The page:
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18

Bachelor of Fine Art, MADA

By Olivia Fechner

29 January 2021
  • Angus Brown, Connor Bugelli, Rory Maley

It feels futile to mention the context of these works; 2020 brought us all the same secluded, detached and anxious experiences. I will not say that these sentiments have oozed into studio practices and disrupted the art world—because they have, we know, and frankly I am as sick of writing about the effects of COVID-19 on creativity as you are of reading about it. We have had many a month to muse on this reality ourselves, in between doing not much and going nowhere.

The upheaval of life and all that we know came as a shock to us all this year. But, as we step out into the world once again, it’s comforting to know that some things have stayed the same: the undercurrent of grit, grunge and casual institutional rebellion in University art being one.

Angus Brown, Public Pool Facilities, 2020, inkjet print, 51cm x 72cm, Monash Art, Design and Architecture, Monash University, Melbourne. Photo: Zan Wimberley.

The Fine Art students at Monash have kept these critical sentiments alive despite their distance from the institution, continuing this atmosphere in their works. Perhaps this step away from the university walls allowed some room to move, as the art from the third year BFA graduating show seems to evidence an inherited passion for subversion, passed down through all artists operating in an institution from one cohort to the next.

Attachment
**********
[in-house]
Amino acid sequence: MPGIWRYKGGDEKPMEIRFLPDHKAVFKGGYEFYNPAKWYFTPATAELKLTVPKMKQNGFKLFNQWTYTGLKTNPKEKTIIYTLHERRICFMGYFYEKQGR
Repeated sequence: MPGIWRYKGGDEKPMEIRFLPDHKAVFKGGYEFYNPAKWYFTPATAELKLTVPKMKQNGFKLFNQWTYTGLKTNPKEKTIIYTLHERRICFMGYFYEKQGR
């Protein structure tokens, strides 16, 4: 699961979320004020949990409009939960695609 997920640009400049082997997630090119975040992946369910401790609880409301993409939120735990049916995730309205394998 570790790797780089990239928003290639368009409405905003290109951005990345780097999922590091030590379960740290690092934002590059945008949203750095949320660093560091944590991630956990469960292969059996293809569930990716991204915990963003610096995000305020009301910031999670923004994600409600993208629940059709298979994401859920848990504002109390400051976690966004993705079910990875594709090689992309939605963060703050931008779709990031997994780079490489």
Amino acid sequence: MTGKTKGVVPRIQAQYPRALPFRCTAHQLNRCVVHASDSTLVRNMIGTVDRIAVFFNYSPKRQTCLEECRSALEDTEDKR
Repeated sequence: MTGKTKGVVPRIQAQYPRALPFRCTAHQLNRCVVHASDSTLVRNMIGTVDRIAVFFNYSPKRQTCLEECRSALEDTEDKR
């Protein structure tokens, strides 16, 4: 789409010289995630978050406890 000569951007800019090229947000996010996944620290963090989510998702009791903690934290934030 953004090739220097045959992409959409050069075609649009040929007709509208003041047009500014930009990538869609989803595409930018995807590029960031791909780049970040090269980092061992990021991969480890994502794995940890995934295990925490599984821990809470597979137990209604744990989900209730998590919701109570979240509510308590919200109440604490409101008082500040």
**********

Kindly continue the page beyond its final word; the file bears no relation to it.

A concern of many Monash artists this year has been the interpretation of reality and daily experiences distorting the boundaries between the corporeal and immaterial. Connor Bugelli’s visceral readings of their surroundings articulate this distinction, translating the input and output of sensory experiences by giving physical form to music and literature. The unrestrained nature of these arts bleed into the rough, industrial prints and sculptures ordered unceremoniously about the space.

Connor Bugelli, Immorality Is Neat, 2020, screen-print on linen & CNC cast concrete, dimensions not supplied, Monash Art, Design and Architecture, Monash University, Melbourne. Photo: Zan Wimberley.

Likewise, Angus Brown’s translations of sculpture and photography. Creating surreal urban scapes, Brown’s prints appear, at first, familiar, but upon lingering morph into a vague and unsettling distortion of the ordinary. This re-ordering of the mundane forces a change in perspective; a familiar phenomenon in the context-which-shall-not-be-mentioned.

A new freedom comes to you when analysing your soundings. Rory Maley’s studies of movement in, and between, public and private space are both sharp and soft, quick and overflowing with connections. Expressed on cardboard in a kind-of industrialised mind-map, these works require attention – to miss one link is to miss the whole.

Rory Maley, Untitled, 2020, masonite, flour glue, acrylic paint and paper, varied dimensions, Monash Art, Design and Architecture, Monash University, Melbourne. Photo: Zan Wimberley.

And isn’t that fitting; that minor details and ordinary happenings of the everyday make up the mechanics of life and self. The absence of these is the absence of freedom—to move, make and be. But from this deficit comes room to see anew, and appreciate the grit and grunge of existence—the uncontrollable, the unfamiliar, the vastness of interconnectivity.

The third year BFA students have refreshed Monash’s artistic legacy, and brought new musings to a year that seemed to have exhausted all perspective.

20/20 hindsight has never been so clear.

Olivia Fechner is an aspiring writer and critic from Boonwurrung country, whose passions surround increasing accessibility to the art world.

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